Following her assessment with the Orthoptist, Sarah was then seen by Dr Michael Jones. He recognised that Sarah’s eye condition was having a significant impact on her wellbeing and recommended that surgery was an ideal option for her at this point in time.


Within 6 months of her first appointment at the Sydney Eye Hospital, Sarah had eye surgery to straighten her eyes.

Ten days following her operation, Sarah and her mother returned for review so the Orthoptists could assess the positioning of her eyes post-surgery.

“Sarah’s mother shed tears of joy when she saw the smile on her daughter’s face with her eyes now straightened.”

Sarah and her mother were extremely happy with the outcome, with Sarah’s eye turn almost completely straightened. Following her surgery, it was clear to see the impact this had on Sarah’s general wellbeing. She was visibly happier, constantly chatting and smiling, and engaging with others.

Sarah’s mother shed tears of joy when she saw the smile on her daughter’s face with her eyes now straightened. When Sarah attends the Sydney Eye Hospital for eye reviews, she now enjoys sharing stories with the Orthoptists explaining how she now feels confident to stand up to the people that used to bully her.

Sarah will be returning to the Sydney Eye Hospital for her next review in a two months’ time and we are looking forward to hearing of her progress. (Name has been changed to maintain patient privacy and confidentiality)



A new ultra-widefield retinal camera can save sight by improving early detection of common causes of vision loss.

This latest advance in technology takes photographs of a large span of the retina’s outer edges, leading to a better understanding of how different conditions affect all parts of the retina. Some of the first signs of eye disease and systemic disease can be seen in the retina before they cause other symptoms, including vision loss.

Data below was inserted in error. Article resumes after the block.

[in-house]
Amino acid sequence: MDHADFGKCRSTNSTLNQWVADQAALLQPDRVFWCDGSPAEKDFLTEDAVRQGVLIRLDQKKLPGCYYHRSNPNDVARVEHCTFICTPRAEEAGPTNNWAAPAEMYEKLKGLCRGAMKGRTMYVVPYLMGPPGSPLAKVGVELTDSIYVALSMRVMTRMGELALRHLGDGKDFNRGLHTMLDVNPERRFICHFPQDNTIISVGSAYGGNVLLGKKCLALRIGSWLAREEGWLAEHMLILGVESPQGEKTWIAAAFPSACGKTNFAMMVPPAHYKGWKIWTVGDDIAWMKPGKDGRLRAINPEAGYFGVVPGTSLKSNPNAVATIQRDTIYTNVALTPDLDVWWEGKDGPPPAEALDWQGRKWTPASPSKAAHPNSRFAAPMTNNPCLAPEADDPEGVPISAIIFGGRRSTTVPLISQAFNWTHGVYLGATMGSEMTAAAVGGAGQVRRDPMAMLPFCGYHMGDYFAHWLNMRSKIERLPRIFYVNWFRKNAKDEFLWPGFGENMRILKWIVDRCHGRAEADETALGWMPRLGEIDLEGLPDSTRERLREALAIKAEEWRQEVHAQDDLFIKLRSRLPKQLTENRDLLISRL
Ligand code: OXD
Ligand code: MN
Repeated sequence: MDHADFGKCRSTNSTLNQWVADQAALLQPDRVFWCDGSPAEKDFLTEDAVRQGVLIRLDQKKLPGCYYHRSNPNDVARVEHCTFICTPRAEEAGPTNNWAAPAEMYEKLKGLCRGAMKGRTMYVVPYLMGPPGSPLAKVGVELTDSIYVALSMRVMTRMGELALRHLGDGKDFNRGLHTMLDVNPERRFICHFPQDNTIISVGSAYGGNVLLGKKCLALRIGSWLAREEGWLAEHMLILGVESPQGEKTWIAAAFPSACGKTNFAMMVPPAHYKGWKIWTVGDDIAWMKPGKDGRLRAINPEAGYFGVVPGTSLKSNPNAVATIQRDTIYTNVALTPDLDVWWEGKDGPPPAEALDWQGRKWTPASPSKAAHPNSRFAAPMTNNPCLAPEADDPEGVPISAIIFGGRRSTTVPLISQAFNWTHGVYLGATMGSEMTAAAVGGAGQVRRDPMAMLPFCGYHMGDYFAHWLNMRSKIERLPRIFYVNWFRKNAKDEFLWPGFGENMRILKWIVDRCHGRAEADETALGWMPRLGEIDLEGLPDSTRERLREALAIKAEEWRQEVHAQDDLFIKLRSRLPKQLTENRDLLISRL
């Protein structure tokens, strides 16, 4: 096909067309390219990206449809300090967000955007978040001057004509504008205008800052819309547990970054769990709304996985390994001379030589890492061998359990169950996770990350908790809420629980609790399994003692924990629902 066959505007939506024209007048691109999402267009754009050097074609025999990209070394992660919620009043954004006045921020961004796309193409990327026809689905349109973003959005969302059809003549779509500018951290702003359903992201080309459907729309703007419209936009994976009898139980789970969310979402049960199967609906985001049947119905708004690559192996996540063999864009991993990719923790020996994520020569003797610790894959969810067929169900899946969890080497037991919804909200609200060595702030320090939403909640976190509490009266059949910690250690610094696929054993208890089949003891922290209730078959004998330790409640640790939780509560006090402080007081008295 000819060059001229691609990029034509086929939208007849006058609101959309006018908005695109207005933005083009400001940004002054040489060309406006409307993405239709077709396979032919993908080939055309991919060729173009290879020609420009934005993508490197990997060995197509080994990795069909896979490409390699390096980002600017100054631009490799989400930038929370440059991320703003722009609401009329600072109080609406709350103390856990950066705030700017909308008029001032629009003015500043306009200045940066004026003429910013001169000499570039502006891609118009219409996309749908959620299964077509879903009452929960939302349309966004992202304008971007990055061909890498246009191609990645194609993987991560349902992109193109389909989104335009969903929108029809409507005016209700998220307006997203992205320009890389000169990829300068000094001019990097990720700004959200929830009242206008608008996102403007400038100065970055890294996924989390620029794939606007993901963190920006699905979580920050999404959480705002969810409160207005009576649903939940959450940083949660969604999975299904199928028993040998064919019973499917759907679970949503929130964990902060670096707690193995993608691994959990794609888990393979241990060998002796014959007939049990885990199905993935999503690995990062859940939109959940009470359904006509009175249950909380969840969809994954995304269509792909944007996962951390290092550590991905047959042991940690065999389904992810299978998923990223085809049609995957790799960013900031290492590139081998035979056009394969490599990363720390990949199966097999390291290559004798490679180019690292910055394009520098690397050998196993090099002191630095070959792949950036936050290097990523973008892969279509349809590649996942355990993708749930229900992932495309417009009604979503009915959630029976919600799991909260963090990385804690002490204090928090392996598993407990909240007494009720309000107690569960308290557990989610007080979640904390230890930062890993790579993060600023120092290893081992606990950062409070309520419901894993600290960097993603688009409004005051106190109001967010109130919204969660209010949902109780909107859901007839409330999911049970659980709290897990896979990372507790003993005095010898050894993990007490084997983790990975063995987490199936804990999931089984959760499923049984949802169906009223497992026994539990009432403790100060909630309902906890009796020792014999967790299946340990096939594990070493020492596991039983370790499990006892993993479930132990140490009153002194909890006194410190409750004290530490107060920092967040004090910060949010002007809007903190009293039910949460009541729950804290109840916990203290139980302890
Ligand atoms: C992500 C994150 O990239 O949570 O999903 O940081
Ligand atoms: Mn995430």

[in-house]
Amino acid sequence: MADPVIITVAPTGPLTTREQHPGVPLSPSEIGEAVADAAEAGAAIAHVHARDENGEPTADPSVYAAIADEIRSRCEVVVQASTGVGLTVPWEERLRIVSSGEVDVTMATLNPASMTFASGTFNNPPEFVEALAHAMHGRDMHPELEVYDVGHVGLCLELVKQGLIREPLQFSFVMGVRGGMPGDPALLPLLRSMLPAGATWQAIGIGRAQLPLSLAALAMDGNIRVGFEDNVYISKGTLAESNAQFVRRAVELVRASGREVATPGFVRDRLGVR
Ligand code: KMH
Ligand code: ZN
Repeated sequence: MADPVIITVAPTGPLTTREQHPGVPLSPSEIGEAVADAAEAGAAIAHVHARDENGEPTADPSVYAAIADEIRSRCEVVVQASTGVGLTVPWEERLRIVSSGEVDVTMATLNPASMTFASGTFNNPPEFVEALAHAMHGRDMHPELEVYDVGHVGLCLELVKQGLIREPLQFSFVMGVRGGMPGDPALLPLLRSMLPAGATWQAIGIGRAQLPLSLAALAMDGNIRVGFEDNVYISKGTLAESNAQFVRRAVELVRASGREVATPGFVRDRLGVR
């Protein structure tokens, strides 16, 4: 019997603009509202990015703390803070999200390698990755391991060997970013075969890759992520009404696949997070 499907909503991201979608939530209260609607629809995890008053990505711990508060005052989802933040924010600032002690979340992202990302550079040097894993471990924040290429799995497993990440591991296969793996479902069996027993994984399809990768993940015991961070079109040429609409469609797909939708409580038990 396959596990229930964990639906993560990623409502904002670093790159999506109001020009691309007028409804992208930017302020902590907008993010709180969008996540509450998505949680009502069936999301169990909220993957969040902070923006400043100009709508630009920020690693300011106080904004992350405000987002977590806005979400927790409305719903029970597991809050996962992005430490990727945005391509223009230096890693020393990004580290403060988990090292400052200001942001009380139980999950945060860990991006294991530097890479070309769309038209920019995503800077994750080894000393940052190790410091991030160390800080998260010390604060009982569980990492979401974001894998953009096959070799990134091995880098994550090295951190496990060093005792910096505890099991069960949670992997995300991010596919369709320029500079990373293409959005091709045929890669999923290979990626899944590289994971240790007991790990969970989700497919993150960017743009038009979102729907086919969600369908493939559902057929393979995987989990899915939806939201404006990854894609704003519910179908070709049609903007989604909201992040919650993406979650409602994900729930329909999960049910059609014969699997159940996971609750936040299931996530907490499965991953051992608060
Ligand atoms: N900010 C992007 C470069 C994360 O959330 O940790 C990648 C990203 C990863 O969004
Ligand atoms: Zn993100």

The Sydney Eye Hospital Foundation (SEHF) is raising funds to purchase an Optos California ultra-widefield retinal camera for the hospital, to help ophthalmologists to see and diagnose these early, subtle changes – which previously went undetected – so they can be treated before sight loss occurs.

Demand for excellent eye care, including for conditions that affect the retina, is growing, says Kevin Gardner, the SEHF Chief Executive Officer.

“One of the main drivers of this growth in demand is Australia’s ageing population,” he explains. More than 85% of vision loss occurs in people aged over fifty. Diabetic retinopathy and age-related macular degeneration are two of the most common causes of vision loss worldwide and the risk for both conditions rises with age. Early stages of both of these conditions can be detected in the periphery of the retina.

“Early detection can have a significant impact on reducing sight loss. Research tells us that up to 90% of vision loss can be prevented with regular, accurate eye tests.”

The Optos camera system has an important role to play in early detection. Existing imaging cameras capture only 15% of the retina in each photo. Scattered light and obstructions such as cataracts, corneal pathology and astigmatism can reduce the quality of the photo. Patient’s pupils are dilated with eye drops in an attempt to improve the images, causing the discomfort of blurred vision and light sensitivity for some time after the examination.



In contrast, the Optos camera can capture up to 80% of the retina in one photo, without dilating the pupil. Photos are quick, painless and do not cause any discomfort to the patient. A bonus for patients is that we dramatically cut the time they have to spend in the clinic as they don’t have to wait for the pupil-dilating eye drops to work.

Photos are immediately available so patients can see exactly what the doctor sees when examining the eye through a high-powered lens and provide objective documentation of clinical findings. The photos can be saved for future comparisons to help monitor the eye disease and effectiveness of treatment.

With this, patients are better able to learn about their eye condition and treatment options and to make informed decisions about their eye care.

“At $155,000 for the Optos camera system, we think it’s a great investment that will benefit the 10,000 people with retinal conditions that the hospital sees each year,” Mr Gardner said.